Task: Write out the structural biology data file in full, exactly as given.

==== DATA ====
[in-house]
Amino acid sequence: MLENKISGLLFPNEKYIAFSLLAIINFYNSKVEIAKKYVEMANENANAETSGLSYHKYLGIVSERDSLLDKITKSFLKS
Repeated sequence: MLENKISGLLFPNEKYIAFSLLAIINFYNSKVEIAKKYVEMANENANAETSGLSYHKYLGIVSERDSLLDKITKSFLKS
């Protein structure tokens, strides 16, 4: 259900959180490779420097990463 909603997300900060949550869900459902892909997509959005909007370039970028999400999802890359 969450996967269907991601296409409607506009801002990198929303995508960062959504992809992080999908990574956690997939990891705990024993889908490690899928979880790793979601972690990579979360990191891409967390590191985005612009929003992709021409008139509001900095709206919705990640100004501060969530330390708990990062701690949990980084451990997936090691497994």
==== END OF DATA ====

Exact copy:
[in-house]
Amino acid sequence: MLENKISGLLFPNEKYIAFSLLAIINFYNSKVEIAKKYVEMANENANAETSGLSYHKYLGIVSERDSLLDKITKSFLKS
Repeated sequence: MLENKISGLLFPNEKYIAFSLLAIINFYNSKVEIAKKYVEMANENANAETSGLSYHKYLGIVSERDSLLDKITKSFLKS
């Protein structure tokens, strides 16, 4: 259900959180490779420097990463 909603997300900060949550869900459902892909997509959005909007370039970028999400999802890359 969450996967269907991601296409409607506009801002990198929303995508960062959504992809992080999908990574956690997939990891705990024993889908490690899928979880790793979601972690990579979360990191891409967390590191985005612009929003992709021409008139509001900095709206919705990640100004501060969530330390708990990062701690949990980084451990997936090691497994």